Detail of a clergyman appointed to this Church in 1538 survives. A report naming a number of clergymen presented to benefices by Walter Wellesley bishop of Kildare names Nicholas O’Hanlon, as vicar of Downyngs (Downings). In 1540 the Knights Hospitallers were disbanded. An inquisition taken at the time shows that the rectory of Downings was of an annual value of £3–10 shillings and the advowson of the vicarage belonged to the Hospitallers.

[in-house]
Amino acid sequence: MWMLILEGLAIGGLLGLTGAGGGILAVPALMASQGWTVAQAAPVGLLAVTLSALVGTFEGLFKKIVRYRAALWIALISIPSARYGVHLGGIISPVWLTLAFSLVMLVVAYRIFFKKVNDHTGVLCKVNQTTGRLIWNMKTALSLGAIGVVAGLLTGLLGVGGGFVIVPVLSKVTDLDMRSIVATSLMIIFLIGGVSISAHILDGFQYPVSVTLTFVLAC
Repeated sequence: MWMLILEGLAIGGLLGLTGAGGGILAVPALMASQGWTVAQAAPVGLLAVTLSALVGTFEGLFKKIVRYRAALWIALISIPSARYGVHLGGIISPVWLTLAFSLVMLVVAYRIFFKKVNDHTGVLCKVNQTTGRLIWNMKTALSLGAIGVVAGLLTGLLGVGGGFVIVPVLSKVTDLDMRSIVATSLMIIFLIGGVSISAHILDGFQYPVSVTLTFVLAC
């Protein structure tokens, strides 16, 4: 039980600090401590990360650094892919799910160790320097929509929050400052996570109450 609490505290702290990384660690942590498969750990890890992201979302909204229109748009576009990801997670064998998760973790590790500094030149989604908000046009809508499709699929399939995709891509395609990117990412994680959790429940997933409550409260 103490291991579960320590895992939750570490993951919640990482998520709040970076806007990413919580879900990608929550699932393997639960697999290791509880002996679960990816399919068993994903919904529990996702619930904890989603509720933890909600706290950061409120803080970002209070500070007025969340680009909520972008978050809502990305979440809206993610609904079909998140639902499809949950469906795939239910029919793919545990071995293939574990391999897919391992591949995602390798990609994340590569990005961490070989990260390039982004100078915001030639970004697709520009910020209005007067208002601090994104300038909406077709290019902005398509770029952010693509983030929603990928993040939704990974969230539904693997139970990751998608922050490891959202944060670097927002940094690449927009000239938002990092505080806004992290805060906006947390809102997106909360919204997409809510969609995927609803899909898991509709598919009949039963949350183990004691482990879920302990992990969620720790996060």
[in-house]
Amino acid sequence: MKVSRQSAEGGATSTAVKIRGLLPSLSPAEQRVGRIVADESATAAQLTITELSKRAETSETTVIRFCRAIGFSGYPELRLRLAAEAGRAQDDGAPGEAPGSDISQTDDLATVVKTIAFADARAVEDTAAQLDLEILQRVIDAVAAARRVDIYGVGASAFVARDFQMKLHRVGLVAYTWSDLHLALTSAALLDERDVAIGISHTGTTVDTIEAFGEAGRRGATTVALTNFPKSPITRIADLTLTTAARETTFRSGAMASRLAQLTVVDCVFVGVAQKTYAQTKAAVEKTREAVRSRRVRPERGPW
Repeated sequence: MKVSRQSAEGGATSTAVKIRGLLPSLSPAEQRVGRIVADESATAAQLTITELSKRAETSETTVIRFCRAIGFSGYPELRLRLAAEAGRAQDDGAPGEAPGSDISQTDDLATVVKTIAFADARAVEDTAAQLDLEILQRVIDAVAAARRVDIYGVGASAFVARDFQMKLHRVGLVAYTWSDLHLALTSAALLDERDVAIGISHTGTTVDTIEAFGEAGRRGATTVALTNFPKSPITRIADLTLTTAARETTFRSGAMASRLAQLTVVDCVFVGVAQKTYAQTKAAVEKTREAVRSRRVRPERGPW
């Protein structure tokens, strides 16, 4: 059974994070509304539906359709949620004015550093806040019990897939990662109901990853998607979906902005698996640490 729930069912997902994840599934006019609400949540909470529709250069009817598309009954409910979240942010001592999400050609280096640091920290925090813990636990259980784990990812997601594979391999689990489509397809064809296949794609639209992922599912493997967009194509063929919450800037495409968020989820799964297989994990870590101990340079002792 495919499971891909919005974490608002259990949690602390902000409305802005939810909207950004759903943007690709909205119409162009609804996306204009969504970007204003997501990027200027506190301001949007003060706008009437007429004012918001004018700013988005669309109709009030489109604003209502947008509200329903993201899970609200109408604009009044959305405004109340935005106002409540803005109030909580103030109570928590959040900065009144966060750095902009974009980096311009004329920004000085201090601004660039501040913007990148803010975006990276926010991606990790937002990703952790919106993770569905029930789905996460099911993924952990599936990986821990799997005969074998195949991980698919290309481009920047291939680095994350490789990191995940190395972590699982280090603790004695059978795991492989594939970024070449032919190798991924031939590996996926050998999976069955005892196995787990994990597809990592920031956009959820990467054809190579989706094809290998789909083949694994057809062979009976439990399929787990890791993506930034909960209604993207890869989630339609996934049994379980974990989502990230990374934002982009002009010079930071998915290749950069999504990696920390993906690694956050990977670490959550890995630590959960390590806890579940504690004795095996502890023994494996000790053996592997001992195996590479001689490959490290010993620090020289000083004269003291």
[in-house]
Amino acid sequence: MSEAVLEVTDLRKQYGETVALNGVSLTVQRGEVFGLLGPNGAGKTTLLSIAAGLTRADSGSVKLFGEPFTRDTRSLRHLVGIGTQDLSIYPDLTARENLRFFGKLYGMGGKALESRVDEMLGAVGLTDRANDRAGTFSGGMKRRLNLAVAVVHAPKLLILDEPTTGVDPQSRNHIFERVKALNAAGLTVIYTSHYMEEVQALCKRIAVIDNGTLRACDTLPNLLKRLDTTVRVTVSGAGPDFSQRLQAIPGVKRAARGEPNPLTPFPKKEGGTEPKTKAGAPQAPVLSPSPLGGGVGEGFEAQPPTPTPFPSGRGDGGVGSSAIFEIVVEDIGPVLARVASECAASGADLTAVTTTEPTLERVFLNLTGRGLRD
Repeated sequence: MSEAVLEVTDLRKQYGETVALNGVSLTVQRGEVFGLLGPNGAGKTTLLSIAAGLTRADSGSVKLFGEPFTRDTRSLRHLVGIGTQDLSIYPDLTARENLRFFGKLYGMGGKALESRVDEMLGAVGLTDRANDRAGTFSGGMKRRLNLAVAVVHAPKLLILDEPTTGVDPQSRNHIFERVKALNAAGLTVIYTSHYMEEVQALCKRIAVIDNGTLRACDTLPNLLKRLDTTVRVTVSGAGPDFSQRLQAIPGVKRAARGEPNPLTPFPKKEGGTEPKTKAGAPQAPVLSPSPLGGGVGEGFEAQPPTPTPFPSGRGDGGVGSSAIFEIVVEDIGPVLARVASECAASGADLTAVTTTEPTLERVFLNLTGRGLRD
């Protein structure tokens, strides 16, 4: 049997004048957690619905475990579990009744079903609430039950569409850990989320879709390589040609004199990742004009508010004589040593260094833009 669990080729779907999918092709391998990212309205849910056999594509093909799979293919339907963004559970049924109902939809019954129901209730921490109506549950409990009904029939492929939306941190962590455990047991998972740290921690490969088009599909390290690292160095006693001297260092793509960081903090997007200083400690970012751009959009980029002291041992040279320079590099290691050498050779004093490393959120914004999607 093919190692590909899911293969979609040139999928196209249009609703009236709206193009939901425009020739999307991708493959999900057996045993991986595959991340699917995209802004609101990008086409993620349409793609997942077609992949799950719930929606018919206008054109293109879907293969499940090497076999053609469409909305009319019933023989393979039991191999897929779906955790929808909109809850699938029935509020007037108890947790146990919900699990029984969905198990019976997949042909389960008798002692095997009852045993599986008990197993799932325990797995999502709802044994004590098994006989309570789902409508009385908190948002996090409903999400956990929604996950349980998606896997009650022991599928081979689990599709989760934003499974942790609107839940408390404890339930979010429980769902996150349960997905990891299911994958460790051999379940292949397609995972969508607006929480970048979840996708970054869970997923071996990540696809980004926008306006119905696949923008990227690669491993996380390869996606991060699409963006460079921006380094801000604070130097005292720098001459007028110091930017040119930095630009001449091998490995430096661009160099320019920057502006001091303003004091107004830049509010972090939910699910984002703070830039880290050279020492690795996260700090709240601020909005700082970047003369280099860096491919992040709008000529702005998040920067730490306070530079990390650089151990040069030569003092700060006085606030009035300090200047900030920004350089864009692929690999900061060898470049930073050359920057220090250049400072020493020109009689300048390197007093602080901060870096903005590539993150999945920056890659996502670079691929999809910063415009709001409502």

Today the burial ground is cared for by the recently formed, ‘Downings Grayeyard Committee’ who have done tremendous work in cleaning up of the cemetery. On the 12th of June last, the committee organised a successful and well-attended ecumenical service with Rev. Kevin Ronne Rector of Clane and Fr. Hugh Gillan O.H. officiating. The event which took place on the feast day of St. Farnan may well be regarded as a continuation of a custom that extends back to the early Christian period.